When it comes to horror the most memorable entries are of those that will haunt you long after you’ve turned the lights back on and with Herk “One Shot” Harvey that is exactly the kind of horror film you get with his cult classic Carnival of Souls, a story that tells a tale of psychological horror surrounding a woman on the run from…something, and as things unfold it will seep into your very soul.
During the 1960s low budget horror films were the staple of every local drive-in, which gave the likes of Roger Corman a very lucrative market, but in 1962 a small independent film called Carnival of Souls crept onto the scene with barely a ripple before fading away, but then it came back and kept coming back so often that it became known as “The Film That Wouldn’t Die” and over the years the critical reception went from being a largely unnoticed horror film to an acclaimed art-house film that has been viewed by millions. That the film was produced and directed by a man whose career was in the making of educational and industrial films is just one of many odd elements in the remarkable story of Carnival of Souls, a film assembled by Herk Harvey’s co-workers at the Centron Corporation, who took their vacation time to help create this fever dream of a motion picture.
The film doesn’t waste any time as it quickly pulls the viewer into this skewed yet familiar reality, we are barely introduced to our main character Mary Henry (Candace Hilligoss) before she and her two girlfriends accept a drag race challenge that results in their car plunging off a bridge and into the river. After three hours of dredging the river to look for their car the assembled onlookers are shocked to see Mary stumble onto the muddy bank, with no idea as to how she survived. Any knowledgeable fan of the horror genre will almost immediately jump to a certain conclusion but screenwriter John Clifford simply pushes the story forward as if that accident was just an incidental event that will send Mary on her journey forward and not something to be all that concerned about, handled with a kind of “These things happen” attitude that one can assume is very Midwestern. Now, to be fair, it does send Mary on a journey but this is more a nightmare journey than one of self-discovery and what she does eventually discover will be anything but enlightening.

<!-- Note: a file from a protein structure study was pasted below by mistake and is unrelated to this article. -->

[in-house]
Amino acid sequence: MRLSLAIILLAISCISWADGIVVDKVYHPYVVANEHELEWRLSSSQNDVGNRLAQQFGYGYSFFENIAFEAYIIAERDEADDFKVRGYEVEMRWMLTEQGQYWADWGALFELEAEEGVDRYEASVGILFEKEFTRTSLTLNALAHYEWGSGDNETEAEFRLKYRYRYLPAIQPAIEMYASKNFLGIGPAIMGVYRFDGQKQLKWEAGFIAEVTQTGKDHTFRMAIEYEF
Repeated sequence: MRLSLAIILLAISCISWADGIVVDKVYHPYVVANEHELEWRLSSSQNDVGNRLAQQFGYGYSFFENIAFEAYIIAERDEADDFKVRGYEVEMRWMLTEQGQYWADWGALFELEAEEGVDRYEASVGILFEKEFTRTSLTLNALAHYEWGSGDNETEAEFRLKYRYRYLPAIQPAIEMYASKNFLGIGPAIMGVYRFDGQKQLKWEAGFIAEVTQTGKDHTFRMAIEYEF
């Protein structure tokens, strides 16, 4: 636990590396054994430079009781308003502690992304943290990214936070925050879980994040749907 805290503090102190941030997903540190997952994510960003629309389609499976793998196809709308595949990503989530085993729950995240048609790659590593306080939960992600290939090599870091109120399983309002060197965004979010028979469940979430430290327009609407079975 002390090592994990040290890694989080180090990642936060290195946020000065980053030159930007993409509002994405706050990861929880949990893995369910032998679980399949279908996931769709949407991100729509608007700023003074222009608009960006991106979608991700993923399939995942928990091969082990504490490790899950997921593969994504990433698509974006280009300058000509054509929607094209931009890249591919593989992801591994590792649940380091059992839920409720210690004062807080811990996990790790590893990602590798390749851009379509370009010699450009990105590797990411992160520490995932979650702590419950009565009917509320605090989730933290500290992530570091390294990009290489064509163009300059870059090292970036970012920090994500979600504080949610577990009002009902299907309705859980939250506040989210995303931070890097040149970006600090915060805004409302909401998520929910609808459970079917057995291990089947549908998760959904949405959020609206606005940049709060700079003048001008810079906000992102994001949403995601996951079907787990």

Mary leaves her hometown to take an organist job in Salt Lake City and one can assume that is she doing this to escape the tragedy in past, and if so, is that even possible? Mary’s attitude to those around her is often stilted and off-putting as her desire to remain “free of human contact” despite people like the Minister (Art Ellison) who employed her stating “You cannot live in isolation from the human race, you know.” Yet I can’t completely blame her for this desire for self-isolation as most of the people she meets are less than appealing; there is the aforementioned Minister who screams at her “Profane! Sacrilege!” when she goes off on some fugue filled organ recital while practicing at the church, that he immediately fires her makes him one of the least sympathetic clergymen in cinema, and then we have her landlady Mrs. Thomas (Frances Feist) whose advice to a distraught Mary, who is sure that she is being stalked by some creepy figure, is to point out that “You just let your imagination run away with you.” To say this matronly landlady is less than helpful is a vast understatement, but what exactly is stalking Mary?